A scientific history of colours

A scientific history of colours

Between 1672 and 1676, Isaac Newton PRS published papers in the Royal Society journal, the Philosophical Transactions, to describe his experiments to understand the origins of colours. 

Robert Hooke FRS and others held that colours resulted from the mixing between darkness and light, but Newton disproved this theory. Using prisms, he proved that light alone, through refraction, was responsible for colours. In addition to stirring interest in artistic circles, Newton’s experiments launched a fascinating debate around optics which developed through unpublished letters with Dutch scientist Christian Huygens and in the pages of Philosophical Transactions.

This collection assembles manuscripts revealing the original controversy that followed Newton’s publications and connects it to later papers by leading scientists such as William Hershel, Thomas Young and James Clerk Maxwell who referred directly to Newton’s theory as the founding moment in the history of optics. The history of colours that emerges from this collection crosses scientific disciplines and demonstrates Newton’s impact on nearly 200 years of scientific discussions.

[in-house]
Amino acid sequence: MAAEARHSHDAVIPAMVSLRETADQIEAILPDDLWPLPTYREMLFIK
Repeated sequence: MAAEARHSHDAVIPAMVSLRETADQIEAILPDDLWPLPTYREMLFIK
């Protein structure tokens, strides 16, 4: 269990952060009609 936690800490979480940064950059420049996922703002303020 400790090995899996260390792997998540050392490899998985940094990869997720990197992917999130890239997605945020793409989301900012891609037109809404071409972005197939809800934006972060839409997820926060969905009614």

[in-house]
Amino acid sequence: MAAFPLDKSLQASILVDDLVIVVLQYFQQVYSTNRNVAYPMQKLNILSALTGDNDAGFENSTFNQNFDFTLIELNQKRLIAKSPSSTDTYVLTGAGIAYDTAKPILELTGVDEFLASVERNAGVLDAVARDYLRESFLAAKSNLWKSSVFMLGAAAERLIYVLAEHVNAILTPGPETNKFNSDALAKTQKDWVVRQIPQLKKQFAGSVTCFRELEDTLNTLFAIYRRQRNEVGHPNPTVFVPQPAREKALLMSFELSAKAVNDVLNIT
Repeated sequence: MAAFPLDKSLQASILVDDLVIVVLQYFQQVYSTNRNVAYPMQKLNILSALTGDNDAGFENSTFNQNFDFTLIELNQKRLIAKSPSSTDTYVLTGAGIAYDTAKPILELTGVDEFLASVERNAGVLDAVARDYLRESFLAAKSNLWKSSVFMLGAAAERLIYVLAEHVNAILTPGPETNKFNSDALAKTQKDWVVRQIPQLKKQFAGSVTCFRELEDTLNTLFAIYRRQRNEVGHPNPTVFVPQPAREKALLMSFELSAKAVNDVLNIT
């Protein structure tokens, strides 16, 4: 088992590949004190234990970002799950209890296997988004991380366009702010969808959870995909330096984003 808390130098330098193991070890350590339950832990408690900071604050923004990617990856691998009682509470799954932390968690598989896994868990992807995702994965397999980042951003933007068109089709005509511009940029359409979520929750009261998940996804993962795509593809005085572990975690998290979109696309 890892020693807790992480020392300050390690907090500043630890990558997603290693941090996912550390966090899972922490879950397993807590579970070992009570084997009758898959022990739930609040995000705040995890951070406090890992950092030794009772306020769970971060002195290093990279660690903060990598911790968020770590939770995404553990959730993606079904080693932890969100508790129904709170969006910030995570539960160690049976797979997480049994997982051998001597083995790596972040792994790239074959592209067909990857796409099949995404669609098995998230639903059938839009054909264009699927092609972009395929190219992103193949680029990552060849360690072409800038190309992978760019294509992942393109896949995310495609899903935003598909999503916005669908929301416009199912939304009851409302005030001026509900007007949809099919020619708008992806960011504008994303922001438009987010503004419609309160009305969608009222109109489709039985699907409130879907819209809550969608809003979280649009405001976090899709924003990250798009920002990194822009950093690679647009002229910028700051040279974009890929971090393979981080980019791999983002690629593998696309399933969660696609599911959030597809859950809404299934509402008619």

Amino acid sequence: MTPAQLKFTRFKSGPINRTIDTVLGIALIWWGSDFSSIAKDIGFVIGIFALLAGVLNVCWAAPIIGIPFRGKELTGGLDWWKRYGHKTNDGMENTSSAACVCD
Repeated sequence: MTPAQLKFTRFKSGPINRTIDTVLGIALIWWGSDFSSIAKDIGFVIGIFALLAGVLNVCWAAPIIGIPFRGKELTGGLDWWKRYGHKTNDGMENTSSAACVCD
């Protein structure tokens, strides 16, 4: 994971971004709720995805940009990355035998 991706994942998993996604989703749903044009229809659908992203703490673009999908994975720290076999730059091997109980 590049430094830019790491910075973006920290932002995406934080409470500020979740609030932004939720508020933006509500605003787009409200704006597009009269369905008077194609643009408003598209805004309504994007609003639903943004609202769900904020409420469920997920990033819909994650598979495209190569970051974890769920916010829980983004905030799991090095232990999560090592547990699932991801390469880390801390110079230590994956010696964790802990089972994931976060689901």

Other collections have related documents in their archives:

Correspondence by relationship